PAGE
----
Austie says: “The thing we changed from the Toulon (Indianapolis) is that we flipped the materials. On that one we had an aluminum face with a steel sole to try and get the CG low on that one. We flipped it (for the EXO) so it’s a steel front and an aluminum sole, and then some steel weights in the back. So the inertia is a little bit higher. The (Toulon) Indianapolis is already high, so (MOI) is about 5 percent higher, but the center of gravity is almost a half-inch shallower, so that really enhances forgiveness.”

“We’ve also brought the No. Seven design, which is one of our iconic shapes. And then the Rossie type shape. It’s a little bigger than the Rossie shape, but it’s reminiscent of that design.

So three really cool progressive shapes in (the EXO) line.”

Release dates and pricing

The EXO line of putters will be available in May, and they will sell for $299… a bit lower than the EXO 2-Ball that Odyssey recently released.

Austie says: “That one is (the EXO 2-Ball), we spared no expense to machine every part. It’s a very complicated shape. But, the result of that is a really cool, rich look. This one we wanted to make a bit more affordable. We know $500 is out of reach for a lot of golfers, but $299 is not that big a price. We’ve done a combination of casting and skim-milling on the bodies, then the tresses are all forged and machined. So that helps us make them a reasonably priced product. They’re not coming out until May.”

See all of our photos from the 2018 PGA Show Demo Day here.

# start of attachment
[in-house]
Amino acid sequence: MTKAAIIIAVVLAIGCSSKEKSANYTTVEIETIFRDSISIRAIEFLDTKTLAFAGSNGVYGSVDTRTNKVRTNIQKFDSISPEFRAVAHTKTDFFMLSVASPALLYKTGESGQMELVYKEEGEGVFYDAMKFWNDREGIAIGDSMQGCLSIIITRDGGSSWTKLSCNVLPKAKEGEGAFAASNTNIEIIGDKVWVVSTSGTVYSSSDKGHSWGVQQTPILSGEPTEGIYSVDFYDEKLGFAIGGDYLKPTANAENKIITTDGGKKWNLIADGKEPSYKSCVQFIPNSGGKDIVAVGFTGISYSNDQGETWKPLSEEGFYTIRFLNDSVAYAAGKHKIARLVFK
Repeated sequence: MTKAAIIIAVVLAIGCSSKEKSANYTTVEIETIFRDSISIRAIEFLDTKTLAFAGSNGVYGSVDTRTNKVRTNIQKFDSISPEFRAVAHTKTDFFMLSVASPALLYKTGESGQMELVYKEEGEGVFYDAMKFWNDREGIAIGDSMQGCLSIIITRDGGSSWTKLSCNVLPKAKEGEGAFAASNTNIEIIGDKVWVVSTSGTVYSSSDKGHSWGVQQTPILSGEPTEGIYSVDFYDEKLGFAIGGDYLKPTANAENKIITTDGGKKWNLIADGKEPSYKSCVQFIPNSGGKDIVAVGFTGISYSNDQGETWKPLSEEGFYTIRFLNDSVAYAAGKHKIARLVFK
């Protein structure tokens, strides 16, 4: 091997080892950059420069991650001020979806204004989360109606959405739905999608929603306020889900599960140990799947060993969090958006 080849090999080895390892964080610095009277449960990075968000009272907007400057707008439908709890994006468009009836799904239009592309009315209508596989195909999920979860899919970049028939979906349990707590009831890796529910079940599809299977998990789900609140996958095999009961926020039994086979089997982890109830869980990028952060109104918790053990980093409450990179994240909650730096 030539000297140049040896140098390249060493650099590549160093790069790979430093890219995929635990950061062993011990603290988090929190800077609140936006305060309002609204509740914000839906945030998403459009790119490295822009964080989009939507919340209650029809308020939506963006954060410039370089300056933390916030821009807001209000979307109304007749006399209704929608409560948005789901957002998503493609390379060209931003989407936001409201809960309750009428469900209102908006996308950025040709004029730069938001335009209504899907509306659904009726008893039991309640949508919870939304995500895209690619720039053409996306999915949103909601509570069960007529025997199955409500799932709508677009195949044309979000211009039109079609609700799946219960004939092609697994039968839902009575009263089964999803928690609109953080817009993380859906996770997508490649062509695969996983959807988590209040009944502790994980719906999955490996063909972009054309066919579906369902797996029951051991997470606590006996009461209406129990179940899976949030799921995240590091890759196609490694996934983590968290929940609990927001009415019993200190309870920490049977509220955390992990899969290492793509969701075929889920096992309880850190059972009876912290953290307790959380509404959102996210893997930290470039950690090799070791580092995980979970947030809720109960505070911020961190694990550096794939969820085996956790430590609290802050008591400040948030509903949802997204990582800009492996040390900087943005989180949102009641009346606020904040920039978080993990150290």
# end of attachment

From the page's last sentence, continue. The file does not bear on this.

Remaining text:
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Forum Thread of the Day: “Oldest club that you game?”

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Today’s Forum Thread of the Day comes from uwhockey14, who asks fellow GolfWRX members for the oldest club that they still use out on the course. Despite the latest technologies continually leading to new and improved equipment, this thread shows that for many of our members, there will always be a place in the bag for that certain trusty older club.

Here are a few posts from the thread, but make sure to check out the entire discussion and have your say at the link below.

  • leo the lion: “Odyssey Dual Force 56 degree wedge which is about 20 years old. These wedges have what I believe are called Stronomic inserts in the face. The inserts are made of a very hard material and still look new. I have not found a wedge that gives more spin and control than these wedges. Ping Eye and ISI’s come close but the Dual Forces can almost stop on a dime. I also have a 52 degree that I will use together with the 56 on shorter courses.”
  • NRJyzr: “Playing Golden Ram Tour Grinds right now, they’re approximately 38 years old.”
  • Moonlightgrm: “My Ping ISI irons are 18-years old. Nothing can move them out of my bag. Easy to hit and very forgiving. I tried a set of Mizuno JPX900 forged this year, and they lasted exactly 3-rounds.”
  • sneaky_pete: “18* Mizuno Fli Hi II Driving Iron from around 2006/2007.  This will never leave the bag! Also still rocking my Adams Speedline Super S 3 wood from 2012.”
  • dpb5031: “Arnold Palmer AP30r blade putter – ~50 years old. Kasco K2K #33 (sorta between a 2 hybrid & 5 wood) – 18 years old.”